‘One-stop centre’ for abused

2015-09-01 06:00
Western Cape minister for social development Albert Fritz (left) and Shaheema McLeod, director of the Saartjie Baartman Centre, blow out the candles to signify the centre’s 16th anniversary. They also celebrated the launch of the Centre’s Khuseleka m

Western Cape minister for social development Albert Fritz (left) and Shaheema McLeod, director of the Saartjie Baartman Centre, blow out the candles to signify the centre’s 16th anniversary. They also celebrated the launch of the Centre’s Khuseleka m

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Putting a stop to the cycle of abuse has been made easier after the launch of the Khuseleka victim empowerment model at the Saartjie Baartman Centre in Athlone.

The model is the first of its kind in the province.

The launch coincided with national Women’s Month and at the same time the month in which the Saartjie Baartman Centre celebrated its 16th anniversary.

The name “Khuseleka” is derived from the Zulu word which means “to be protected”.

Western Cape minister of social development Albert Fritz launched the facility along with other stakeholders, which included police, the Hawks, National Prosecuting Authority, Sassa, Business Against Crime, the Western Cape departments of community safety, education and health as well as the national departments of justice, correctional services and home affairs.

His department has allocated R3.28m to the Khuseleka model for the key objective of providing a 24-hour place of refuge for victims of crime.

“It is a place where women can come who are abused. It is a refuge for women, where she doesn’t know what else to do and she wants to commit suicide. She doesn’t need to commit suicide; she can come here and get every kind of service here and be channelled to other services and that is the important part about this launch,” said Fritz.

One of the centre’s success stories, Rachel Peterson, shared her trials and tribulations with those present at the launch.

“I did not even know about abuse – for me it was growing up with my grandmother and it was like you were the best wife if your husband hit you. If he hits you, he loves you (we were taught),” she said.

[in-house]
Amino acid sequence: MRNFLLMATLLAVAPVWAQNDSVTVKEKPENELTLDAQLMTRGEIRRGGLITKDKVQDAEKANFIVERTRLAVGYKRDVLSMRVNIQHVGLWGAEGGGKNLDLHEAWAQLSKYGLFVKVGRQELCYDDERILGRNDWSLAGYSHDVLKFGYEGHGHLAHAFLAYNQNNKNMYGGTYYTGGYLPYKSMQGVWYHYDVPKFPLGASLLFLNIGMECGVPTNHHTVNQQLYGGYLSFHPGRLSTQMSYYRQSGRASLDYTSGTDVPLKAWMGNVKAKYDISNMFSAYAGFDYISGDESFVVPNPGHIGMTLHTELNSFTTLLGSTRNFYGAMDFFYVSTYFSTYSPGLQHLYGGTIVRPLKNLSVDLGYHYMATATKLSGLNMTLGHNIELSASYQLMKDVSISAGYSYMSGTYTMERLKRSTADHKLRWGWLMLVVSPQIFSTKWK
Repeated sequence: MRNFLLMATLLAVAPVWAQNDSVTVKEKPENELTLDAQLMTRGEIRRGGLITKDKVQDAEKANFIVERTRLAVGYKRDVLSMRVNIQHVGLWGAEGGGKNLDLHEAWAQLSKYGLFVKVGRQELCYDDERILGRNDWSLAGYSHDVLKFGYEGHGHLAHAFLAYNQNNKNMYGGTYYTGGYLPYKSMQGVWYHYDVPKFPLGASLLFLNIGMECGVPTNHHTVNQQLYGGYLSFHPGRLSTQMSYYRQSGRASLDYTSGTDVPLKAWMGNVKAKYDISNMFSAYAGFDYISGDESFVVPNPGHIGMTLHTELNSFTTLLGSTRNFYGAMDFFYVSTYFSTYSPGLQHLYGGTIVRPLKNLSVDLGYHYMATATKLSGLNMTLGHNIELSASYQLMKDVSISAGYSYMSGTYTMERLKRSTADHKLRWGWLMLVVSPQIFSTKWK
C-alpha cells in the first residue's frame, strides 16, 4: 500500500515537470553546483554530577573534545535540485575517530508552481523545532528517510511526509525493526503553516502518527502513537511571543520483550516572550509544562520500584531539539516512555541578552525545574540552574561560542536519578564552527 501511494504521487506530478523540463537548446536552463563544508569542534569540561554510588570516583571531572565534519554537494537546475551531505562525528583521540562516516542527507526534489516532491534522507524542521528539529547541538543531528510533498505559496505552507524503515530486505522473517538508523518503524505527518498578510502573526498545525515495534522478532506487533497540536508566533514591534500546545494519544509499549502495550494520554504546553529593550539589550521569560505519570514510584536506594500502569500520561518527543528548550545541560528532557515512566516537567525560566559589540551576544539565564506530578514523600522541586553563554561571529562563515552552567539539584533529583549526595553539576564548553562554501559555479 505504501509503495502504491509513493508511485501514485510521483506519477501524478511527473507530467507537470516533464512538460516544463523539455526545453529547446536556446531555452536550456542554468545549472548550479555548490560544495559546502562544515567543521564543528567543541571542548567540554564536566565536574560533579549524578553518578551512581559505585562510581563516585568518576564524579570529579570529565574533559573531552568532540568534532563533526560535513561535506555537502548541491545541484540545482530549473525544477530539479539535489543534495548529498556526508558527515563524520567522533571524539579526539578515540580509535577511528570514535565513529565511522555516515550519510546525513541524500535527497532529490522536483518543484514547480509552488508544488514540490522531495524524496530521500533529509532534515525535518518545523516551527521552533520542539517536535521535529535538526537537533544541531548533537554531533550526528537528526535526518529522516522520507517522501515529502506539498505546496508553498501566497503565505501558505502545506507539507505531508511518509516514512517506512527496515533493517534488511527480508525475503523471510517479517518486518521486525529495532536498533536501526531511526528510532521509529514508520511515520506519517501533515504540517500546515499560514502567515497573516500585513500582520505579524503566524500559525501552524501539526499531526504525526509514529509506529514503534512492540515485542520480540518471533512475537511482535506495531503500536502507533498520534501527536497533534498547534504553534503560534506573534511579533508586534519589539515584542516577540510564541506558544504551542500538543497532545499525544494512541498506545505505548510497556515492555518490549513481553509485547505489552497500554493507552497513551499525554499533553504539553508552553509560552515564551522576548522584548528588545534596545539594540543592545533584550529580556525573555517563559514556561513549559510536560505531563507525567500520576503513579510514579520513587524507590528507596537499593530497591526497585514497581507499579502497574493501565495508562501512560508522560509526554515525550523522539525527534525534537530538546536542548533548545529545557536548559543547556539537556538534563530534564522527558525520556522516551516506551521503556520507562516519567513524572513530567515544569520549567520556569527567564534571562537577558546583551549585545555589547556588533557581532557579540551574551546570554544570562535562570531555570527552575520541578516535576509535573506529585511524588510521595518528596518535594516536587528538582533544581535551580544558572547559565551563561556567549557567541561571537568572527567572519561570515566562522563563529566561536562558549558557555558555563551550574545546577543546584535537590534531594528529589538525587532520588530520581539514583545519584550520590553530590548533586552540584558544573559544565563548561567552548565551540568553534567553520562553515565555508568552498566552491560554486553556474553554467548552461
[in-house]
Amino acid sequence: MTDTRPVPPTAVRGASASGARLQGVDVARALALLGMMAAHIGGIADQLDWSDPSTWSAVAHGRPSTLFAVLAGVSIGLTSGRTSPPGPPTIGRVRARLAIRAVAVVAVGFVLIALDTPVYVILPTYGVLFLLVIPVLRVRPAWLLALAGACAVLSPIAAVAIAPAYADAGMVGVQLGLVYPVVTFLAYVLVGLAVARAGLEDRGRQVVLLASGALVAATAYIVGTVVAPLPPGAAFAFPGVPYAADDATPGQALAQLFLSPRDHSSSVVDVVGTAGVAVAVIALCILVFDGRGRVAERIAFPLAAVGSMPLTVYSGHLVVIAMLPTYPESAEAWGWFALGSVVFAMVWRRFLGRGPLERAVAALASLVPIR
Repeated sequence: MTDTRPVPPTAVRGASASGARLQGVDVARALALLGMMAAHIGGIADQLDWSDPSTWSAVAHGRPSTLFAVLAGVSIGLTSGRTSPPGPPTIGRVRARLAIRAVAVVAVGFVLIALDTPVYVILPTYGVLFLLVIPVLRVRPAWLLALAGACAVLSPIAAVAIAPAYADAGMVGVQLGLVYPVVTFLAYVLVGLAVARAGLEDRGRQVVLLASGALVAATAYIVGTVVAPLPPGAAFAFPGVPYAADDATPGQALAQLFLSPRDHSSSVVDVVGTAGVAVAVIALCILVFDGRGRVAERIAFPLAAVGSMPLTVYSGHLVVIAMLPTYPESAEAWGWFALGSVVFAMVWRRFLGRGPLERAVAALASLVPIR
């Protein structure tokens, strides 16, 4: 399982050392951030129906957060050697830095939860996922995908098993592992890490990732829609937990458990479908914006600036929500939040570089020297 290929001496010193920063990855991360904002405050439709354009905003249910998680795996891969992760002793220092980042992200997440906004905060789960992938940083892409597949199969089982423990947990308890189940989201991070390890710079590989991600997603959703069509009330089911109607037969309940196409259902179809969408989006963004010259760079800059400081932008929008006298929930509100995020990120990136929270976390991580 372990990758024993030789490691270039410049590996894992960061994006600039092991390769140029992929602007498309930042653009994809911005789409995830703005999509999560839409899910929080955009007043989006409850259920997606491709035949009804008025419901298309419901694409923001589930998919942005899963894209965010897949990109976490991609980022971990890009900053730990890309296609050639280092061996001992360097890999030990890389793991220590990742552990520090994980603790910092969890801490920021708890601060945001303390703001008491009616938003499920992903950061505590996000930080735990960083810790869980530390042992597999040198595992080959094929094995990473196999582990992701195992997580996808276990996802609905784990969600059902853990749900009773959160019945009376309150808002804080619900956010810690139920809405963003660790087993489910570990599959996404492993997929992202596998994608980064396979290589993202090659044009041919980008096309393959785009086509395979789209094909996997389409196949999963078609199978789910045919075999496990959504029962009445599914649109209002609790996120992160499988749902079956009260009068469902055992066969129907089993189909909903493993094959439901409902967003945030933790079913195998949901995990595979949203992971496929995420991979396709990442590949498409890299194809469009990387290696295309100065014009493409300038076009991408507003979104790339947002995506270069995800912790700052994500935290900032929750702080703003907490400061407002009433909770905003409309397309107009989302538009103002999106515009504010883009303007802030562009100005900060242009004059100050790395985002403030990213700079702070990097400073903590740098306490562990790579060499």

Peterson was born and grew up in Kensington before becoming pregnant with her first child while in her final year of school. She then moved to Valhalla Park before getting married, where the cycle of abuse first began to rear its ugly head.

“Many times a challenge in my abused life was when I got to the police station and they would send me back. They would tell me that it was my husband (and not a stranger), that I must go back and I just went back, because they are the police and to me they were right, because I didn’t know my rights. If I knew that time what I know now, maybe I would have only been in an abusive situation for one day!”

Peterson said her children had carried her through the ordeal. She was placed in a safe place and was later employed at the Saartjie Baartman Centre.

Fritz said the Centre had a very special role to play and was a landmark sight for victims of abuse. He envisioned more centres of its nature to be established throughout the Western Cape.

“At the moment we are paying about R43m for all our victim empowerment centres and shelters in about eight samples, but we will continue to fund this in a very proactive and substantial way,” he said.

Fritz stressed that government needed to increase its involvement with these organisations.

“For a long time I have believed that many NGOs, many a time, do render a better service than government and I think the time has really come to look at the model.”

He highlighted the procedural delays NGOs faced when applying to government departments for funding and explained his department was researching a model where social workers working for NGOs got remunerated as their counterparts working in government.

Shaheema McLeod, the Centre’s director, recognised the significance of the launch, while also thanking all the stakeholders.

“As NGOs we have worked together to fight the scourge of violence that plagues our country. With this collaboration, we have the ability to work as a collective to strengthen the referrals protocols with the government departments and eventually through the inclusion of the victim empowerment programme and older person’s abuse register, we will be able to ensure that victims of crime will get the services they need.”

Manenberg police spokesperson Lieutenant Ian Bennett welcomed the launch of the model and explained domestic violence was having a negative effect on communities.

He also said victims had an active role to play in order for the law to run its course effectively.

“The law can’t enforce the protection order without the victim coming forward. The victim must be totally strong so that the law can take its course. It is like a full tank of petrol – it means nothing if you don’t start the car.”

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